Fear of nuclear proliferation was a definite threat in the Reagan era 80’s. Movies like The Day After played into those fears. Another film that deals with the consequences of nuclear fallout is 1983’s Testament. Testament is a small, quiet film about the effects of nuclear fallout on a family and a community. The director, Lynne Littman, is a veteran of documentary films, and she brings a certain truth and realism to the story. There are no mushroom clouds or special effects, just human eff…cts. Jane Alexander plays the mother, and she’s the rock that keeps her family together. She deserved the Oscar nomination she received that year. A very young Kevin Costner also makes a cameo.
The Dolby Digital 2.0 audio track comes off rather flat. I had to turn it the volume up at many points just so I could hear the dialogue. Some surround action might’ve added to the impending horror. But all we get is a mediocre front heavy mix. Too bad.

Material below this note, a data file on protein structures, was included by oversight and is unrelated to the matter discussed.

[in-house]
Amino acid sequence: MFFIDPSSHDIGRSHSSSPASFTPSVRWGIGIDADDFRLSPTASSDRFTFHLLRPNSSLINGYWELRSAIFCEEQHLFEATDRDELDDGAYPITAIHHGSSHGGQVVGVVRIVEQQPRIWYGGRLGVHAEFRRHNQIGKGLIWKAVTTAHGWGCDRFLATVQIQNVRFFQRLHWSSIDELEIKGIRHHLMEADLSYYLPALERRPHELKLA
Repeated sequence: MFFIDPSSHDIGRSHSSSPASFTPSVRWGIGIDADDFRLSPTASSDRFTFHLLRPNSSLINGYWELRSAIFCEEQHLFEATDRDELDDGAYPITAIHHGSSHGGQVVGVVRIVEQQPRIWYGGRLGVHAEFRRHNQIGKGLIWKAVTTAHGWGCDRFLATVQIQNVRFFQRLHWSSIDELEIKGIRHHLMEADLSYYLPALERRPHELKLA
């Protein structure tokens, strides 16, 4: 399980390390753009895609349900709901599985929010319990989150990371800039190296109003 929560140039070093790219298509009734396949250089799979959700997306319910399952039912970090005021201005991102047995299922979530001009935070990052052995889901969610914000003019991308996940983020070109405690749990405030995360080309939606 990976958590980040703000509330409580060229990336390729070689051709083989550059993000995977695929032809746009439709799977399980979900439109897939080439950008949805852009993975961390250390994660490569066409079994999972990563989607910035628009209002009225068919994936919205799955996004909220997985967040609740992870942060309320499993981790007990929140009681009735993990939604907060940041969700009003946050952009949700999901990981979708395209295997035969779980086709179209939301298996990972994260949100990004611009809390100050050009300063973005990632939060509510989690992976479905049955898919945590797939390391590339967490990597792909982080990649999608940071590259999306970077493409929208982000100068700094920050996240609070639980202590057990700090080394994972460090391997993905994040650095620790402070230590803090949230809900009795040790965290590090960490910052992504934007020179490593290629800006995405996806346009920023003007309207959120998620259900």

The 1:66:1 widescreen transfer is little better than the audio. But not by much. The graininess of the original material is quite evident. Colors become more muted and dream like towards the end, which is intended. The transfer is good, for the understated nature of the film.
There are three featurettes here. “Testament at 20″ is a reunion type retrospective with the cast and crew. It runs about 25 minutes. There’s an odd “Testament: Nuclear Thoughts” piece. The featurette combines archival nuclear warning ads and current day thoughts. A strange mesh that doesn’t quite work. “Timeline for the Nuclear Age” is an informational text feature about the history of the nuclear bomb.
You have to be in the right mood for Testament. There’s nothing feel good about it. The movie is about a slow, quiet passage into death. There’s nothing showy about this film. And Jane Alexander gives a touching, courageous performance. Depressing? Yes. Still relevant? I’d say so.
Special Features List
- 3 retrospective featurettes